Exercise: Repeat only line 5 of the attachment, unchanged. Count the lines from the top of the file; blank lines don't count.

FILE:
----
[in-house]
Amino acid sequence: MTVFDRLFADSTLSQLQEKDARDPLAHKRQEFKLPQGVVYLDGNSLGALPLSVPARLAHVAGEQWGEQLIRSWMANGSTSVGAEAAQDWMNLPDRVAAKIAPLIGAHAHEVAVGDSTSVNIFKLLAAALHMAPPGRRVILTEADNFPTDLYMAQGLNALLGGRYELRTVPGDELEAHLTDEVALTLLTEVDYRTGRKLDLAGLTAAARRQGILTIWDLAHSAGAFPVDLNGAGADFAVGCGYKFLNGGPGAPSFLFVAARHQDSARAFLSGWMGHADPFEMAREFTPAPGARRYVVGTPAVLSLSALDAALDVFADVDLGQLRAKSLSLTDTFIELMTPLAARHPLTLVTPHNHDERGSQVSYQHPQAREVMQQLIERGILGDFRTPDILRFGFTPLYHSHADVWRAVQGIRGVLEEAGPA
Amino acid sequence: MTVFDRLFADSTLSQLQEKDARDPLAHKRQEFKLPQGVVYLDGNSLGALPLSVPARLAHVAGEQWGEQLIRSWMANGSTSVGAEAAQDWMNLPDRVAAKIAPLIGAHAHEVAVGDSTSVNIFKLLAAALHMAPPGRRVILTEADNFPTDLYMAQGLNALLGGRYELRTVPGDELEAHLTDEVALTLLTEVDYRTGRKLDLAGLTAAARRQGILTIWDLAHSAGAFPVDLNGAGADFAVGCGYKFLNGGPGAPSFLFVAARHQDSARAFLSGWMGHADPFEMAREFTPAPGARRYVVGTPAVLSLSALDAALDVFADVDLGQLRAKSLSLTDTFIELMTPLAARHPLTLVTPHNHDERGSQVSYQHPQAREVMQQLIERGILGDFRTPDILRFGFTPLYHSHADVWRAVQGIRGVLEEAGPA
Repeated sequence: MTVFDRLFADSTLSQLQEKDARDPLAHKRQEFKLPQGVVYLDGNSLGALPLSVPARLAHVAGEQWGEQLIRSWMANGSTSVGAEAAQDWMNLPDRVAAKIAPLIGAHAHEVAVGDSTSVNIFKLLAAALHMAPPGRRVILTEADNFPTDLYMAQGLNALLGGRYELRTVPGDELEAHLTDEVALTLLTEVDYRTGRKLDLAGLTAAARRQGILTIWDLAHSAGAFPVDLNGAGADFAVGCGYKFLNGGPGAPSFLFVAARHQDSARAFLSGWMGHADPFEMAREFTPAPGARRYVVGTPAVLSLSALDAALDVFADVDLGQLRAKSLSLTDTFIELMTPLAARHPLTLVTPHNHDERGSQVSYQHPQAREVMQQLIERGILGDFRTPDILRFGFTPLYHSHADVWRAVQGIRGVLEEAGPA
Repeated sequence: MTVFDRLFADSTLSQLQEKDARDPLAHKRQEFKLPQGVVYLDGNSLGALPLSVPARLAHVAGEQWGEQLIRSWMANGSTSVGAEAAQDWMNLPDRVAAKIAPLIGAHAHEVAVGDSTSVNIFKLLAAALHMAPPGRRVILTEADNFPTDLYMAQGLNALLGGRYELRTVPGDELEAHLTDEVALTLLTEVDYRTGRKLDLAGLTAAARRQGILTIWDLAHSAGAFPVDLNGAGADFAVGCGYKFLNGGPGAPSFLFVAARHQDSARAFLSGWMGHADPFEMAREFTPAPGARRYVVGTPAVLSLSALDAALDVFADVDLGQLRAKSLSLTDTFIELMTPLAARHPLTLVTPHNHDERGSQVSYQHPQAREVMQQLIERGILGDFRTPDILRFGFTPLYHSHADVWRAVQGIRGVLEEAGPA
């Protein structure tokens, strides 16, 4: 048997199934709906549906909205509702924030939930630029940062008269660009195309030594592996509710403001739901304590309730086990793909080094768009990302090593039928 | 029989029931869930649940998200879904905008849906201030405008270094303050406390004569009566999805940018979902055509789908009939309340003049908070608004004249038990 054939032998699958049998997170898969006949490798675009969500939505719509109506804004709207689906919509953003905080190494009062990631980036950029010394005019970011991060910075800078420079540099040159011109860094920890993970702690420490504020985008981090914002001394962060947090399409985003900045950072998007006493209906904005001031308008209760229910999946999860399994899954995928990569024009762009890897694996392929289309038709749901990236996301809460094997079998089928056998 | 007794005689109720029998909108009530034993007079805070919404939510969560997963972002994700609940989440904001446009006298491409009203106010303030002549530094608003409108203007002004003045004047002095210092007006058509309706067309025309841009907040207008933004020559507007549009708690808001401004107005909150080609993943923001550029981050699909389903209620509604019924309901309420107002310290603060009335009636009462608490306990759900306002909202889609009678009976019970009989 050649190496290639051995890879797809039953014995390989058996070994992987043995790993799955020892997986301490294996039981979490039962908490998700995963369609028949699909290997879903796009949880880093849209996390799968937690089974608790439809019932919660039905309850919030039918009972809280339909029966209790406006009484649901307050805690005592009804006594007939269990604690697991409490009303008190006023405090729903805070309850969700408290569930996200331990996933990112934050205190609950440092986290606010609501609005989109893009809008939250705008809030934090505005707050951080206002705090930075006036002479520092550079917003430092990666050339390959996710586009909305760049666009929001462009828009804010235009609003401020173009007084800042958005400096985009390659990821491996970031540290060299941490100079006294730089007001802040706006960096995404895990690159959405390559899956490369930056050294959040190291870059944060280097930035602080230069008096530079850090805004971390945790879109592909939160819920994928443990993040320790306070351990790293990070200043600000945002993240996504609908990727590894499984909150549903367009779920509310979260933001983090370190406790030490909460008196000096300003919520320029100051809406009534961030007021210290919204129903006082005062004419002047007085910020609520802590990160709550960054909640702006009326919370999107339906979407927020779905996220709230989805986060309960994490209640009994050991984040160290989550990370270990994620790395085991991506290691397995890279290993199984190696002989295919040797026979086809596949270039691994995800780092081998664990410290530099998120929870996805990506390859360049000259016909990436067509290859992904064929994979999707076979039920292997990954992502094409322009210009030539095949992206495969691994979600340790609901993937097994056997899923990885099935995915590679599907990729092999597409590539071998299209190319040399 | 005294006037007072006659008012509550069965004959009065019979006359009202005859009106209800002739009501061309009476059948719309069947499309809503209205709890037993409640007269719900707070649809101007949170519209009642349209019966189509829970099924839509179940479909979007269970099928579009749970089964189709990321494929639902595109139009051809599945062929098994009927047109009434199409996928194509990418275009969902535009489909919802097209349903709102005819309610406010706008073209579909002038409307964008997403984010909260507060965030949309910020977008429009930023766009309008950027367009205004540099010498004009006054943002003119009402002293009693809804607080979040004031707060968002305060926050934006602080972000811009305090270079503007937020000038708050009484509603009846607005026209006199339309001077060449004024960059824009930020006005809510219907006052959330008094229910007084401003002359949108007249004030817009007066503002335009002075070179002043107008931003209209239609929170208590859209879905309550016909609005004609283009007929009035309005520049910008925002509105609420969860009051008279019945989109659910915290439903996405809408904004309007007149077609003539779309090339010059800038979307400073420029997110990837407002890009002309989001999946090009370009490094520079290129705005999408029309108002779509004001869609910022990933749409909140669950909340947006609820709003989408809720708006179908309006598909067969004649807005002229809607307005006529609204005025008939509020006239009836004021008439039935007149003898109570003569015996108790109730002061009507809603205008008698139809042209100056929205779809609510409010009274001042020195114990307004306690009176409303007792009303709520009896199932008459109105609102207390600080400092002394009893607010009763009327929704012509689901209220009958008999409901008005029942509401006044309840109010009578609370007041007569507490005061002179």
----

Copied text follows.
Repeated sequence: MTVFDRLFADSTLSQLQEKDARDPLAHKRQEFKLPQGVVYLDGNSLGALPLSVPARLAHVAGEQWGEQLIRSWMANGSTSVGAEAAQDWMNLPDRVAAKIAPLIGAHAHEVAVGDSTSVNIFKLLAAALHMAPPGRRVILTEADNFPTDLYMAQGLNALLGGRYELRTVPGDELEAHLTDEVALTLLTEVDYRTGRKLDLAGLTAAARRQGILTIWDLAHSAGAFPVDLNGAGADFAVGCGYKFLNGGPGAPSFLFVAARHQDSARAFLSGWMGHADPFEMAREFTPAPGARRYVVGTPAVLSLSALDAALDVFADVDLGQLRAKSLSLTDTFIELMTPLAARHPLTLVTPHNHDERGSQVSYQHPQAREVMQQLIERGILGDFRTPDILRFGFTPLYHSHADVWRAVQGIRGVLEEAGPA